Department of Environmental Protection (DEP) officials have been working to reduce odors from three distinct sources inside the Newtown Creek Wastewater Treatment Plant.
When questioned by community members at a Newtown Creek Monitoring Committee (NCMC) meeting at the Plant’s 329 Greenpoint Avenue operations headquarters, DEP officials and plant operators said that the causes of the odors have been found and remediated.
“This doesn’t happen often. Rarely do the [waste containers] overflow from the grit chambers. It was cleaned up on the same day,” said Jerry Fragias, a DEP employee at the wastewater treatment plant, referring to a recent odor-causing event.
This past summer, odors have come from three locations at the wastewater treatment plant site: an overflow of an outdoor garbage unit, also known as a grit chamber, containing wastewater residue, the excavation of oil contaminated soil on the plant’s grounds, and an eruption of a bacterial foam growing inside the plant’s egg-shaped digester units. Each produces its own distinct smell, making it easy for DEP employees to trace the cause of the odor when a community resident registers a complaint with the city agency.
“Grit gives a sewage, sulfite smell,” said Christine Hollowacz, NCMC Community Liaison to the NCMC. “Oil gives off a petroleum smell. Nacardia makes a lot of foam. It doesn’t smell as much as the grit. The grit is very strong.”
Community residents filed complaints during an event on September 1, when waste from the grit chambers overflowed and leaked onto the grounds of the plant. DEP officials determined that the odor was the result from an independent contractor arriving late to haul away the 26 cubic yard metal waste bin. The contractor did arrive and removed the bin after cleaning up the waste that had overflowed.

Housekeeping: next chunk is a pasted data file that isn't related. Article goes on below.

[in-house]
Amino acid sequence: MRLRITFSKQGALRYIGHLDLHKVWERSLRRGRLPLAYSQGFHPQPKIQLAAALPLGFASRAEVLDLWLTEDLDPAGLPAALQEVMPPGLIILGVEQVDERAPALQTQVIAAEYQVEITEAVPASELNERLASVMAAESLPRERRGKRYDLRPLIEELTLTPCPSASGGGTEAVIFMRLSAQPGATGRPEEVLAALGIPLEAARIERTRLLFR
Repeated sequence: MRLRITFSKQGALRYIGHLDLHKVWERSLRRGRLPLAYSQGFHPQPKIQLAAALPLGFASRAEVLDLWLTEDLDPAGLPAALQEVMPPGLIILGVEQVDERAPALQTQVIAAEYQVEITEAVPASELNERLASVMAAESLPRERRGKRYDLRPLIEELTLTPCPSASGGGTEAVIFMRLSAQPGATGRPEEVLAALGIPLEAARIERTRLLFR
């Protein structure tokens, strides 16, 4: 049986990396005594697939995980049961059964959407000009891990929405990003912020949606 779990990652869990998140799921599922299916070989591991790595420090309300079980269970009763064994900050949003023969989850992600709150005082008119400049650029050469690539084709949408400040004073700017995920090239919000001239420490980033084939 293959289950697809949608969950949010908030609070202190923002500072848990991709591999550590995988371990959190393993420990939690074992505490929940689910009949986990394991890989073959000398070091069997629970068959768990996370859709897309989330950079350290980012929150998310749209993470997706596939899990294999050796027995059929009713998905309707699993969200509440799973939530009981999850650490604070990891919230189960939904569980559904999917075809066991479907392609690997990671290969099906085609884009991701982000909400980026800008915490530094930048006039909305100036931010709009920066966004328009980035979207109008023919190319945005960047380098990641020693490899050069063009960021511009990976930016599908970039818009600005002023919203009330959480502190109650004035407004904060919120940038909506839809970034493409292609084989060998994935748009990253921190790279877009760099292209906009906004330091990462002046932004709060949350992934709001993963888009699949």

Earlier this summer, DEP workers recorded several eruptions of nacardia bacteria, which breeds in a brown foam-like substance that emerges from the sludge inside the digester tanks. If the sludge is not cleaned on a regular basis, the foam can expand, resulting in a noxious nacardia bloom.
“You can kill it almost immediately, but the skeleton is still there,” said Carmine Marra, of the Construction Management Joined Venture (CMJV) and the DEP.
Community residents, including NCMC member Maria Chambers, speculated that low morale among plant employees, who have not received a raise on their contracts for several years, and a shortage of workers at the Wastewater Treatment Plant may have contributed to a high number of odor eruptions in Greenpoint this summer.
“These are odors that not only residents of the community suffer, but also merchants and businesses and residents of Long Island City,” Chambers said.
DEP officials, while acknowledging that there was a shortage of workers at the Plant denied that low morale or lack of manpower contributed to the odors not being handled as quickly as community residents would like.
“Morale can be a problem, but the guys do their job. They work hard and they all pitch in,” Fragias said.
As the DEP continues to upgrade the plant’s digester eggs and other operational facilities, odors may reemerge. Assemblyman Joseph Lentol, who wrote a letter to the DEP in May concerning odors emanating from the digester eggs, hopes that future odors will be controlled in a timely manner without community members having to make complaints.
“No one should have to live with the kind of smells that come out of the sewage treatment plant,” Lentol said. “The DEP has made commitments to my office and this community that no expense would be spared when it came to odor control but that seems to be enough. I think everyone here in Greenpoint is holding their breath until the new treatment plant is fully up and running and the old one is shut down.”
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